Melinda: Holland, yeah-
Greg: And in those cases, these people are dying against their will. Even when a person dies against their will, murder for example, I don’t think it’s wrong to use the organs for donation, but if they’re getting killed to get the organs, now that’s a problem. Probably the safest place to be on this question is to say, “Well, if it’s voluntary euthanasia, okay. If it’s non voluntary or involuntary euthanasia, that looks dirty and I’m not going there.”, that would be the safest place to go. Though I can think of circumstances even with non voluntary and involuntary where using the organs would be morally legitimate. As long as it wasn’t a motivation for killing the person and continues to be the motivation to kill other people. That’s the issue.
Melinda: On euthanasia, I think the safest place would be just to say no, period, even for voluntary. Because what we’ve seen, over and over, every place that euthanasia’s been legalized, even if it was only legalized for voluntary euthanasia, it eventually slipped into involuntary euthanasia-
Greg: And the non voluntary, right-
Melinda: We are seeing the slippery slope every single time voluntary euthanasia has been...And so it just seems to me even if we try to restrict this to voluntary euthanasia cases, this whole issue just seems to slide down the slippery slope really fast and we have no controls on it.
Greg: Yeah, I know that happens and I agree with you in principal. It isn’t clear to me at all that organ donations have anything to do with that sliding down that slippery slope-
Melinda: No, no, I’m not saying it does, I’m just saying-
Greg: You just stay-
Melinda: Because voluntary seems to slide so quickly into non voluntary and involuntary. I just even if we drew a fair moral line at voluntary, I think it just becomes...It can’t so easily create that market and that would incentivize non voluntary and involuntary euthanasia.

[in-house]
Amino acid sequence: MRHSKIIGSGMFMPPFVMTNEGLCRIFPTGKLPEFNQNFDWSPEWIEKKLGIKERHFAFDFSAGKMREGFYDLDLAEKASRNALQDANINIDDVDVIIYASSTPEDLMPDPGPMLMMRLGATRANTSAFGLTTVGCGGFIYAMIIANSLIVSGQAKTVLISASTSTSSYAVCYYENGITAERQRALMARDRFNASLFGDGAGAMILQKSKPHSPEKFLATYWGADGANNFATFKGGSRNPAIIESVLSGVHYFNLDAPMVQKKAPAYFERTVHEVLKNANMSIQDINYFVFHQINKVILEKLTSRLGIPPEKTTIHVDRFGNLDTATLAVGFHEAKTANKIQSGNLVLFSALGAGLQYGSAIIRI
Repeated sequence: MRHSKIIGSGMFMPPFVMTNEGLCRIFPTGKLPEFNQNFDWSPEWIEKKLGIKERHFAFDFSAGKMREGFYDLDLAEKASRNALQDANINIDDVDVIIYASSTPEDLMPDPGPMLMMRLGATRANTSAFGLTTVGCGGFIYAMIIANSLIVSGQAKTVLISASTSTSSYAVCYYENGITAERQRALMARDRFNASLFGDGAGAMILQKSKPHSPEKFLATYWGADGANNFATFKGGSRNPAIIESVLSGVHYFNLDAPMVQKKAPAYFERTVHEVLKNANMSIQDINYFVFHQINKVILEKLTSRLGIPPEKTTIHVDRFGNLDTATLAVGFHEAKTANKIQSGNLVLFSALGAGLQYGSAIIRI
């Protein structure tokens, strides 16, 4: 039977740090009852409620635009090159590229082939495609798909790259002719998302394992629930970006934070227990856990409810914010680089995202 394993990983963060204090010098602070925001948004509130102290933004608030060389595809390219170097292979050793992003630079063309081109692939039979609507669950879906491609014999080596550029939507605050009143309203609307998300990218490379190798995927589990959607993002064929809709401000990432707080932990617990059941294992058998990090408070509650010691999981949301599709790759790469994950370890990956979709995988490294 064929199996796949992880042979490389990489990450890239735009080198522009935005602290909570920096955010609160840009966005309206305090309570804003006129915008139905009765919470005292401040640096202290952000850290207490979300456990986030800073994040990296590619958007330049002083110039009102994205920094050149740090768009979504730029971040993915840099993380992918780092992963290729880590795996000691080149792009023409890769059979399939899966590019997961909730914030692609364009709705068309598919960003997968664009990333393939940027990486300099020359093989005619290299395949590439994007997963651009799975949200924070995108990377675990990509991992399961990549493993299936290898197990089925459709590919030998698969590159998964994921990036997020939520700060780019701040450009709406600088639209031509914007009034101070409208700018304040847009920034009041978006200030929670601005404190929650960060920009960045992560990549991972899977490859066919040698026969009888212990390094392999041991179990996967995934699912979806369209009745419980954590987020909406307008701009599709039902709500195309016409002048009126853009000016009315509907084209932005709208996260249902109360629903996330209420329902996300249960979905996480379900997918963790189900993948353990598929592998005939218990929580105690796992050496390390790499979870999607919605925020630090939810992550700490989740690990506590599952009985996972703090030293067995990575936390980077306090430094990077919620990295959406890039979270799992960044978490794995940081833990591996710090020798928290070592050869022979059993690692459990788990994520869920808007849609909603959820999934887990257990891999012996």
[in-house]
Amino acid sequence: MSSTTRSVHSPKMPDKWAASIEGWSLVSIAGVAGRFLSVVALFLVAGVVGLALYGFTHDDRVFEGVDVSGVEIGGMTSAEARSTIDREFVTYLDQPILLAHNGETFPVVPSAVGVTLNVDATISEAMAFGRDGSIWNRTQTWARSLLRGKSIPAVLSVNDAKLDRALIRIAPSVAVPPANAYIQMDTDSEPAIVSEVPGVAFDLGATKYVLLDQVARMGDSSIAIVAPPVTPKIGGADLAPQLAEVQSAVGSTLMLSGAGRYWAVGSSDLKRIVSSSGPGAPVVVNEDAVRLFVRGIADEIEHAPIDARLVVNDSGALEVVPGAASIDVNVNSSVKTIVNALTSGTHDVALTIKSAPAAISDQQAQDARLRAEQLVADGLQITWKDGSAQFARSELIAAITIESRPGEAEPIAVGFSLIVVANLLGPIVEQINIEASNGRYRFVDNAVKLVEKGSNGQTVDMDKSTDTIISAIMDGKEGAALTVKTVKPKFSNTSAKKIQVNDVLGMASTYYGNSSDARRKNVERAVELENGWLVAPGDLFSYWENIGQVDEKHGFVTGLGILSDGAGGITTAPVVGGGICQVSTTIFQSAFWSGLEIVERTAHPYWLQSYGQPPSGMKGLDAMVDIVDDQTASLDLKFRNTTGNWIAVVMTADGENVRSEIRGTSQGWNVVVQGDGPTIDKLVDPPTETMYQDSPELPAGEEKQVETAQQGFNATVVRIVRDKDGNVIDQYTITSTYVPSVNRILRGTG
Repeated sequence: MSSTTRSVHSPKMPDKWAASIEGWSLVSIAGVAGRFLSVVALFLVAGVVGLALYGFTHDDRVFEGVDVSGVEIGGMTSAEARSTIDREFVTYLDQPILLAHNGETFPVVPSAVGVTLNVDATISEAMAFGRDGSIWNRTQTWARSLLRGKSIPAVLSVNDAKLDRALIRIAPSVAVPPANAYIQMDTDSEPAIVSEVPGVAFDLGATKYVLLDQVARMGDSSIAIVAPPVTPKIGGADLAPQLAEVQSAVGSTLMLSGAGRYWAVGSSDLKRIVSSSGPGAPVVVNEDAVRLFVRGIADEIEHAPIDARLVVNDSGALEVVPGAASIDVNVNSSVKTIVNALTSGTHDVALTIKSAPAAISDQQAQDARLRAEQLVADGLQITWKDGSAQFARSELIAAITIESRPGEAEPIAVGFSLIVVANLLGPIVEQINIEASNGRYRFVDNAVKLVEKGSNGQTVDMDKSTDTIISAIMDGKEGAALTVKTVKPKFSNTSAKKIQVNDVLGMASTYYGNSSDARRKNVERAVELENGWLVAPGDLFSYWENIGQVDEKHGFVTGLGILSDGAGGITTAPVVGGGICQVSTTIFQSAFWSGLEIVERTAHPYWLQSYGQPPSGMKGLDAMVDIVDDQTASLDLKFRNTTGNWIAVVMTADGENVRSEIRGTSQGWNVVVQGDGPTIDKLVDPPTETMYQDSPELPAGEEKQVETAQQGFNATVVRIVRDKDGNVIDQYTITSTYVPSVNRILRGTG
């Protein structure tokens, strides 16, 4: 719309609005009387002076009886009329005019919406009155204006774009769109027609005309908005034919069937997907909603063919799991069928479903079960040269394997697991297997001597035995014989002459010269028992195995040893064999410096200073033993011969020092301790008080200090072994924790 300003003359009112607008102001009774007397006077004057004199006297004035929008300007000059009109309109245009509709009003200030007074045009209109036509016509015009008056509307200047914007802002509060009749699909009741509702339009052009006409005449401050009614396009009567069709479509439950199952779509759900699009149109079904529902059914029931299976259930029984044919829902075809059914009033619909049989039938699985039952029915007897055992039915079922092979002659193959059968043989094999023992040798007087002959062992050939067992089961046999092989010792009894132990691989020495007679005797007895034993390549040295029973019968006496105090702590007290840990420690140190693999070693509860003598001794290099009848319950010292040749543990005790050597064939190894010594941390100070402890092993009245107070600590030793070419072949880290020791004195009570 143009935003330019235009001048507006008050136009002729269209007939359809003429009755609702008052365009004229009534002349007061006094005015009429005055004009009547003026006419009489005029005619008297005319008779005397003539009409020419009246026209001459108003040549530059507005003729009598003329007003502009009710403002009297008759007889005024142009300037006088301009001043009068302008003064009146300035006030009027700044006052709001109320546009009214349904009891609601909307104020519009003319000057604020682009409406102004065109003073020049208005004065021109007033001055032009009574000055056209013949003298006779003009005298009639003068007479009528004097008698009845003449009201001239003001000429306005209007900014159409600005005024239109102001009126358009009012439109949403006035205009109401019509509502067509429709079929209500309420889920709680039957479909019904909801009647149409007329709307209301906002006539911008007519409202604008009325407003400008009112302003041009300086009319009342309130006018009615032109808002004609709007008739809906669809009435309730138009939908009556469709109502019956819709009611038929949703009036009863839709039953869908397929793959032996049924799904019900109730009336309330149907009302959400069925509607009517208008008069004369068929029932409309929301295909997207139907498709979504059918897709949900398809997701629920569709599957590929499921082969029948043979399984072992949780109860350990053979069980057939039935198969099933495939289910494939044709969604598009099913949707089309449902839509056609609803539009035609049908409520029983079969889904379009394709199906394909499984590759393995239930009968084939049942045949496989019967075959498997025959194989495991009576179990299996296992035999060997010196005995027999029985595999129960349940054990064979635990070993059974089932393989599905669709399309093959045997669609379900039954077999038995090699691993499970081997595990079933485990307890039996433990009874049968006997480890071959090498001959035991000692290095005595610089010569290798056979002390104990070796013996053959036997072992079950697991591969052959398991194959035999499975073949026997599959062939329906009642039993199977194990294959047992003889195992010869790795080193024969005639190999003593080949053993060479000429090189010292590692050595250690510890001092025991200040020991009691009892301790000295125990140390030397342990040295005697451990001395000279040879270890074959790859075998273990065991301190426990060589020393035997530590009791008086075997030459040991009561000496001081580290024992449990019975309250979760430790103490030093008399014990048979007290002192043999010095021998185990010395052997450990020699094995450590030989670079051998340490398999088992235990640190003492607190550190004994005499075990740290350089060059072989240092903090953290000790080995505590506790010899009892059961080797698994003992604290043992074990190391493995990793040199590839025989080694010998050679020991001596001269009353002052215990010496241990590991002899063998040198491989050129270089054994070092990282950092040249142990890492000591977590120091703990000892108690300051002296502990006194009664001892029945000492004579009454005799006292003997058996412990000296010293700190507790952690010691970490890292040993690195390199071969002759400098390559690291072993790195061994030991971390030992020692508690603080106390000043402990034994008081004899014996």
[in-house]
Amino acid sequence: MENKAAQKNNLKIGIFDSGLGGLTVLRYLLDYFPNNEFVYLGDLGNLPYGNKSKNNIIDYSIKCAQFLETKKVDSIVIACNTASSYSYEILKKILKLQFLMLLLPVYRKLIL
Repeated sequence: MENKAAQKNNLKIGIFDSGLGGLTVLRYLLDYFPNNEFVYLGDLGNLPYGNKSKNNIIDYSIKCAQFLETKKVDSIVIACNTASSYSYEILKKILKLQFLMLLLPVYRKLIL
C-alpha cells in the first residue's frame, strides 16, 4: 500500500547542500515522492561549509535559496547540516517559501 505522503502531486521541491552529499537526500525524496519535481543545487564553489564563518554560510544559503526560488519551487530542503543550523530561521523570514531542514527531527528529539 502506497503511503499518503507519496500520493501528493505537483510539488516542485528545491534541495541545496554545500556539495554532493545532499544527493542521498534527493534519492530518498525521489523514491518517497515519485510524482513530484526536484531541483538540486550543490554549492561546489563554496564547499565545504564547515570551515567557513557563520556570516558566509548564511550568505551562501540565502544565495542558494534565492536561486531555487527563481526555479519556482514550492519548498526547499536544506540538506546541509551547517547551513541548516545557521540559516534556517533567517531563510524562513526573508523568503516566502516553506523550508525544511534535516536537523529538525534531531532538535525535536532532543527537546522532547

Greg: There you go. There’s a number of different issues there for people to consider and people have to make their own mind, but at least now you’ve got more to work with-
Melinda: Theres’ some issues-
Greg: It’s sticky.
Melinda: Yeah it is. It would just be good if we didn’t have euthanasia at all and then we wouldn’t have this question-
Greg: A similar question comes up with the remains of aborted children. Very similar kind of thing.
Melinda: Right and so watch it’s the same kind of reasoning.
Greg: Yeah I think largely. You can make good use of a corpse as long as the use that you make of the corpse doesn’t encourage more corpses.
Melinda: Encourage more corpses. Right.
Greg: The production of more corpses. You cannot encourage a corpse, because you know...Dead.
Melinda: Okay, so-
Greg: You know what I mean.
Melinda: On this very tragic topic, the end of the podcast-
Greg: Have a nice day-
Melinda: #STRask, excuse me. Send us your questions on Twitter using #STRask. Greg has four minutes or less to answer them. Sometimes we give him a little grace on this one, because it’s an important topic. New episodes on Monday and Thursday. I’m here with Greg Koukl, and I’m Melinda the Enforcer and we’re both with Stand to Reason. Bye bye.